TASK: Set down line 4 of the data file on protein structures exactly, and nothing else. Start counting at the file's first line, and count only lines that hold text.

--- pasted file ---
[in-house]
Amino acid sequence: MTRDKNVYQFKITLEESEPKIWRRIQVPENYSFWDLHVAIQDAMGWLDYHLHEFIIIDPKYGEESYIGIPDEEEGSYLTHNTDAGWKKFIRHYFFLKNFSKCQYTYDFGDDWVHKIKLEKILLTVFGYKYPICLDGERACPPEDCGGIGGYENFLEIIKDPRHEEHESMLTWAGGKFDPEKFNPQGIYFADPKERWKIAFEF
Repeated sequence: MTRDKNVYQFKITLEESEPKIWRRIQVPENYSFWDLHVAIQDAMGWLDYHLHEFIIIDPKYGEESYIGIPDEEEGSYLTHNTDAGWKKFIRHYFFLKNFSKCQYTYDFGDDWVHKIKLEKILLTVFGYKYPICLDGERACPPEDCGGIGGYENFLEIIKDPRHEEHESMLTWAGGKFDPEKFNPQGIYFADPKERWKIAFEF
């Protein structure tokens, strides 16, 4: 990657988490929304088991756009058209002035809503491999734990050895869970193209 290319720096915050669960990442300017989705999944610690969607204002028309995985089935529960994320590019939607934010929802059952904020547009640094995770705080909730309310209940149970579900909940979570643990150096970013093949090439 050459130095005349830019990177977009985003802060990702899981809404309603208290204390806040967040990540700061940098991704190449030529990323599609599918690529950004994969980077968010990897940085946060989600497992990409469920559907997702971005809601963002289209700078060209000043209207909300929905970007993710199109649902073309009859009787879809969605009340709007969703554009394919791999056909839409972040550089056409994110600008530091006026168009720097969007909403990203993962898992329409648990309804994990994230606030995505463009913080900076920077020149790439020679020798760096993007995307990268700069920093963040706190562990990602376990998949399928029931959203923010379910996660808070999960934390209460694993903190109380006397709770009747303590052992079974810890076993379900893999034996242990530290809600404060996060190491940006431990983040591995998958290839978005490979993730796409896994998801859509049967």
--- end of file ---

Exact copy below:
């Protein structure tokens, strides 16, 4: 990657988490929304088991756009058209002035809503491999734990050895869970193209 290319720096915050669960990442300017989705999944610690969607204002028309995985089935529960994320590019939607934010929802059952904020547009640094995770705080909730309310209940149970579900909940979570643990150096970013093949090439 050459130095005349830019990177977009985003802060990702899981809404309603208290204390806040967040990540700061940098991704190449030529990323599609599918690529950004994969980077968010990897940085946060989600497992990409469920559907997702971005809601963002289209700078060209000043209207909300929905970007993710199109649902073309009859009787879809969605009340709007969703554009394919791999056909839409972040550089056409994110600008530091006026168009720097969007909403990203993962898992329409648990309804994990994230606030995505463009913080900076920077020149790439020679020798760096993007995307990268700069920093963040706190562990990602376990998949399928029931959203923010379910996660808070999960934390209460694993903190109380006397709770009747303590052992079974810890076993379900893999034996242990530290809600404060996060190491940006431990983040591995998958290839978005490979993730796409896994998801859509049967």